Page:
Anne Applebaum's Hoisting With Her Own Disinformation Petard

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A colleague of mine today, sharing this story about the Global Disinformation Index’s (GDI) incorrectly listing well-known historian Anne Applebaum as part of their advisory board, put it very well:


“The Global Disinformation Index did a disinformation!”

It couldn’t have happened to a nicer disinformation flack. And I mean that literally.

Applebaum is widely regarded as estimable historian, and has made a career being thoughtful — if not always apolitical — on foreign policy issues, But regarding this new fad of disinformation and its existential threat to democracy? Well, she’s been a bit disinformation-y herself.

When University of Chicago student Daniel Schmidt had the chance to ask her a question at a conference titled “Disinformation and the Erosion of Democracy” back in April, he wrote about her non-answer in Compact Magazine.

I wondered if I would be able to ask at least one critical query and receive an honest, meaningful response. As it happened, I got a chance to question Anne Applebaum, the Pulitzer-winning historian and Atlantic staff writer, following her session with Obama consigliere David Axelrod. For nearly an hour, Applebaum had effused about how important it is to fight disinformation. So I asked her if she thinks the media acted inappropriately in immediately dismissing the New York Post’s reporting on the Hunter Files as Russian disinformation—a claim we now know to be completely false.

This wasn’t meant to be a gotcha. Yet Applebaum gave a stupefyingly arrogant (and borderline incoherent) answer: “My problem with Hunter Biden’s laptop,” she said, “is I think [it’s] totally irrelevant. I [mean], it’s not whether it’s disinformation, or I mean, I don’t think the—Hunter Biden’s business relationships have anything to do with who should be president of the United States. So, I didn’t—I don’t find it to be interesting. I mean, that would be my problem with that as a major news story.”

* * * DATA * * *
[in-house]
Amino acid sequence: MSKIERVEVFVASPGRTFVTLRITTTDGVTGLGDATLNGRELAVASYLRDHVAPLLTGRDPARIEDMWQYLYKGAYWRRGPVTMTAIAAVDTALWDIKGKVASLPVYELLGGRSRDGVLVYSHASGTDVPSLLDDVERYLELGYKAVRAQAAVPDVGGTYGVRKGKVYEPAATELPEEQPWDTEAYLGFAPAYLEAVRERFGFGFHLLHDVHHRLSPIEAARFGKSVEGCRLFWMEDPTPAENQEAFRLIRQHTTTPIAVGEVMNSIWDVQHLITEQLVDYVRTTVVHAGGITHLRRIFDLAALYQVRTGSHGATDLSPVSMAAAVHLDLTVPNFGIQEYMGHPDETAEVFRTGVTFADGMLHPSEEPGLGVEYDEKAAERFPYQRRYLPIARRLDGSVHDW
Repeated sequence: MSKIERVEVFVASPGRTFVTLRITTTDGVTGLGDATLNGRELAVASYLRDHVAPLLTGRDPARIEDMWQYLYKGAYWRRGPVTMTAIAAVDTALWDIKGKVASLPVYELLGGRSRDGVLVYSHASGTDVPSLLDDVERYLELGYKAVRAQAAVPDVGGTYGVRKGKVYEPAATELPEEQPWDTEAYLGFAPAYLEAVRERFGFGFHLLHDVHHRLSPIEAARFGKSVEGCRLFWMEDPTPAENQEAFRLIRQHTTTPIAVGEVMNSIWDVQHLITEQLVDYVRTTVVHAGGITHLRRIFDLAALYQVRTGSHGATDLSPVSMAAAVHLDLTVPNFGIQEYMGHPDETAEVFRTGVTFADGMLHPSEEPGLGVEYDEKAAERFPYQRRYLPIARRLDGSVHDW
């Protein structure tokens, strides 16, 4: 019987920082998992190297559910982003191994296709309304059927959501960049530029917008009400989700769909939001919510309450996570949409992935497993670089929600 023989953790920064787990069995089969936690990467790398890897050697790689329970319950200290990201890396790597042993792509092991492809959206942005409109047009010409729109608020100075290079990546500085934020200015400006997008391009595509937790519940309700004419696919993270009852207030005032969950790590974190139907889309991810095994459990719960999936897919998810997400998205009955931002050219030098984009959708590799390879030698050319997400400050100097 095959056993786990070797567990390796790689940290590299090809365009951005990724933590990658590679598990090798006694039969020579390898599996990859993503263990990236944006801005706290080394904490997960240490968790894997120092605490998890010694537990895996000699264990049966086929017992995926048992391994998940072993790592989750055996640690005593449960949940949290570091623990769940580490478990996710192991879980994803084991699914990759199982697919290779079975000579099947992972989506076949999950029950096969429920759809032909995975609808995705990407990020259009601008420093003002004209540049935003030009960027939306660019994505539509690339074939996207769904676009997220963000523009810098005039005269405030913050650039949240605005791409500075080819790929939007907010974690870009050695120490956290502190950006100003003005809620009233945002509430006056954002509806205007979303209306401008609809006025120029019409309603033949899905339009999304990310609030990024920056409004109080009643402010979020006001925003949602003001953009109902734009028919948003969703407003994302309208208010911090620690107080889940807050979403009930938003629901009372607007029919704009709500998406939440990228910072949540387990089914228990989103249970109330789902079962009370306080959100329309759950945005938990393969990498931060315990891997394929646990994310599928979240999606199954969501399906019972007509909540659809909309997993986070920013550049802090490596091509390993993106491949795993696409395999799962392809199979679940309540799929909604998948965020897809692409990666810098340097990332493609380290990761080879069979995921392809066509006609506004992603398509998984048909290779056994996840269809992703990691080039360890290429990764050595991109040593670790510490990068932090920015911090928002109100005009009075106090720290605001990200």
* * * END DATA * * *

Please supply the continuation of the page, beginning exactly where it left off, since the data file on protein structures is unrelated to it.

Applebaum’s haughtiness perfectly encapsulates why so many Americans are distrustful of the corporate outlets that claim to defend truth against “post-truth” disinformation. Figures like Applebaum don’t actually seem to care about disinformation. They just use the word as a tool to advance their own class and political interests.


The GDI, by the way, is a British-based blacklist that had worked with a State Department-funded nonprofit to target conservative news sites for spreading disinformation. Gabe Kaminsky of the Washington Examiner has an entire series on the group (start here and go down the rabbit hole) and his reporting has led that same State Department nonprofit to finally distance itself from the dirty, secret work of censorship.

The National Endowment for Democracy, a group funded almost entirely through congressional appropriations, granted $545,750 between 2020 and 2021 to the Global Disinformation Index, which is feeding conservative website blacklists to advertising companies. Amid GOP lawmakers raising concerns, the National Endowment for Democracy is taking steps to distance itself from the purported “disinformation” monitor and will no longer be providing it future grant money, the nonprofit group told the Washington Examiner.

The Global Disinformation Index, as the Washington Examiner has continued to detail, compiles a “dynamic exclusion list” of the biggest “disinformation” peddlers among websites and feeds it to advertisers. It has said that the 10 “riskiest” outlets are the American Spectator, Newsmax, the Federalist, the American Conservative, One America News, the Blaze, the Daily WireRealClearPolitics, Reason, and the New York Post.


Applebaum, it seems, was listed as an advisor on GDI’s website, something that piqued the interest of Reason‘s Robby Soave because Reason was among those targeted.

“The Global Disinformation Index (GDI)—a British nonprofit that smeared Reason as an unsafe news website using dubious criteria—might want to take a closer look at newly uncovered disinformation being spread by… the website of the Global Disinformation Index,” Soave wrote.

Sophocles and Shakespeare would have had rich material to pull from in the digital age in crafting poetic versions of those caught in traps of their own making. Applebaum is a character fit for such a tale. The jury’s still out on whether the story would be a comedy or tragedy.


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